Life can unexpectedly creep up on you, especially if you are a teenager who is constantly looking to explore yourself, your wants, your needs, your meaning in your life. Imagine trying to live a normal teenage life wherein you like trying new things and meeting new people but, unexpectedly, someone will cause your entire world to go round. This was the least of the worries of a young Jaime “Jay” Height, the protagonist of the film It Follows (2014). Jay (Maika Monroe) is your typical young woman trying to find out more about herself as she is constantly trying out new things. While on a date with her boyfriend, Hugh (Jake Weary), they have sex for the first time in Hugh’s car. After the sexual encounter, Jay later finds out that Hugh has transmitted or passed on to her a supernatural entity that will constantly try to follow her and if the “It” does catch her she will be killed.
Like any other traditional film or even horror film, the woman seems to always be the unfortunate victim of the movie. Whether they are playing the damsel in distress or even just a playing a supporting character in the film, woman are portrayed as being “lesser” than the men. Sure there are numerous current films wherein women power and equality is raised and respected upon, but most of the time society has this pre-conceived idea when it comes to women in film. In the article of Linda Williams, she even mentions that normally when people watch horror movies, men would “make it a point of honor to look” when something on the screen evokes a sense of terror, whilst women would “cover their eyes or hide behind the shoulders of their dates.” This happens because 1) women would be forced to watch their own “powerlessness” and 2) “women are given so little to identify with on the screen.”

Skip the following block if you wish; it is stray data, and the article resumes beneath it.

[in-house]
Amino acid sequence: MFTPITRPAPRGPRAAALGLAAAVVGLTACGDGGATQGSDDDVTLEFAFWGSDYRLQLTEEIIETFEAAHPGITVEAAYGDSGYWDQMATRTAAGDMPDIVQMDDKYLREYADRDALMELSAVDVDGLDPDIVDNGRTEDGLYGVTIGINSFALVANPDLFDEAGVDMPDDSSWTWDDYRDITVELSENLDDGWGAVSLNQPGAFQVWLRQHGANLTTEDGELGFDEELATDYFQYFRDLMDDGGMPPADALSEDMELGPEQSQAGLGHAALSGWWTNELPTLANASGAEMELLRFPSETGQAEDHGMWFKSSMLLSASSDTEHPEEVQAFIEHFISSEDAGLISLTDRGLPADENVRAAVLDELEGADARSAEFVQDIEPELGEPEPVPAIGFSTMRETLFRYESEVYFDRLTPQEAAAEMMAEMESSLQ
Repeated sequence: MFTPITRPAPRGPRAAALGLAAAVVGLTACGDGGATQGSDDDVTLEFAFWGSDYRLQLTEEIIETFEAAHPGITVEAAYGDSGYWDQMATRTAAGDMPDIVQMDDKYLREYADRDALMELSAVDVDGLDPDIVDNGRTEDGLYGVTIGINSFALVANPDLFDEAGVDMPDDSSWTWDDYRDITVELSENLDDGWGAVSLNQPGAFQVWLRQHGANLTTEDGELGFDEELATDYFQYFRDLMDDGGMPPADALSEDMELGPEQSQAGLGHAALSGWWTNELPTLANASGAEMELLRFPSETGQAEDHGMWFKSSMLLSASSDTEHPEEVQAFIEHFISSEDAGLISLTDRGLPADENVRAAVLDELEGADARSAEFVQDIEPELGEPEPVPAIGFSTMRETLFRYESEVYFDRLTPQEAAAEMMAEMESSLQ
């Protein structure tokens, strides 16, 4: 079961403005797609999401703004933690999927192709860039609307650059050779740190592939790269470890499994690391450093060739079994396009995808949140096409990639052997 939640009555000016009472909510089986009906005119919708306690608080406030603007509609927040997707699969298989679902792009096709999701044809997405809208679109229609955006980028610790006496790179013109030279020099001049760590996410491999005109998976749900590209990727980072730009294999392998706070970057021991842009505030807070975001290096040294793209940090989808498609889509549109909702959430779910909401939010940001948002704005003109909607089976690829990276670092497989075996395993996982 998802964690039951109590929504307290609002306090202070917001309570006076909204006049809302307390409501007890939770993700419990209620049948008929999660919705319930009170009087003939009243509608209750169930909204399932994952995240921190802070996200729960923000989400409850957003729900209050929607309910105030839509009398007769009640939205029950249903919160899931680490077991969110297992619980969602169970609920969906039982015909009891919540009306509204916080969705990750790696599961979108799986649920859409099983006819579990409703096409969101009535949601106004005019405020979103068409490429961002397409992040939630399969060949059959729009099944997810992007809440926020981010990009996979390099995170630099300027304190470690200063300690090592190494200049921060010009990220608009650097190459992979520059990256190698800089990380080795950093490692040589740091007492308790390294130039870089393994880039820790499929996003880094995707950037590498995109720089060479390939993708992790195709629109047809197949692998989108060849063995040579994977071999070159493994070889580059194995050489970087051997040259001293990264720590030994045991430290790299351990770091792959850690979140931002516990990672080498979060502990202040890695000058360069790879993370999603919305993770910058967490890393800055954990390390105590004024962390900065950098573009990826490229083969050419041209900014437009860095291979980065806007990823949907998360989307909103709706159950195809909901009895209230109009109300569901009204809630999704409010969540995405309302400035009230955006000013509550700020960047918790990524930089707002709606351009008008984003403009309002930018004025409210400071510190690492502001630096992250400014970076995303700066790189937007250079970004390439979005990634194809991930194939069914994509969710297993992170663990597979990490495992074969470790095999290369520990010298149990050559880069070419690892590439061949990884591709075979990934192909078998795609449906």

This horror film was indeed a thematically-rich showcase because of its endless themes, talking points, and possible questions. Most prominent of them is the concern of the spread of sexually transmitted diseases (STDs), most especially with teenagers. It is quite evident in the film and even in various online sources that viewers are treated to a film that tackles the theme of the effects of STD’s. Now basing this with article of Williams, STD’s don’t just affect women but men as well. In the film, we find out that Hugh got the “disease” from a one night stand with a girl he met in a bar. What makes the experiences of Jay and Hugh’s transmission of the disease different from one another is that the woman’s (Jay) experience was shown to the audience watching whilst the man’s (Hugh’s) encounter was just merely talked about in the movie. Although similar in gravity of importance, only Jay’s experience was visually shown because for a problem like this, most of the time women are the most affected by these STD’s. The look of a woman dishevelled, lost, confused, and frightened would be more appealing to an horror film audience rather a man’s look of terror.
Given this attitude towards women and the look of women in film, we lead others to think that this movie is just all about STD’s, like what I am currently doing to you right now. We then fail to realize that the movie’s main message is not necessarily about sexually transmitted diseases but more about the life of a sexual assault survivor. Even though some would say that the sex was indeed consensual, Hugh having to knock Jay out and tie her up brings into discussion more images of rape. What happens next is an emphasis of what a survivor of a sexual assault might and will have to go through. Going home half-naked, filing a case with the police, going to the hospital, and being depressed at home are just some of the things that Jay experienced after the events. The world that she is not part of is constantly subjecting her to different and challenging obstacles, like the “It” that is following her.
Given the horror genre’s connotation and depiction of the female sexuality, one would think It Follows would follow in the footprints of others. However what is majestic about this film is that even if given a life and forced to live a life with regards to what society and the world has truly pictured it to be, Jay, portraying the power of the women, finds a way dispel her demons. Jay finds hope in sharing the pain with someone who understands, in the form of Paul (Keir Gilchrist).
I didn’t expect this film to be and eye-opener. With all the subtle yet powerful messages it carries with it, I actually forgot that I was watching a horror film. This may be a good or a bad thing for horror fans, but for me I find that this is one area of the horror genre that can be properly utilized because of the relatability and the impact it can bring out of any casual viewer.
Linda Williams,“When the Woman Looks.” Horror, The Film Reader (Routledge, 2002)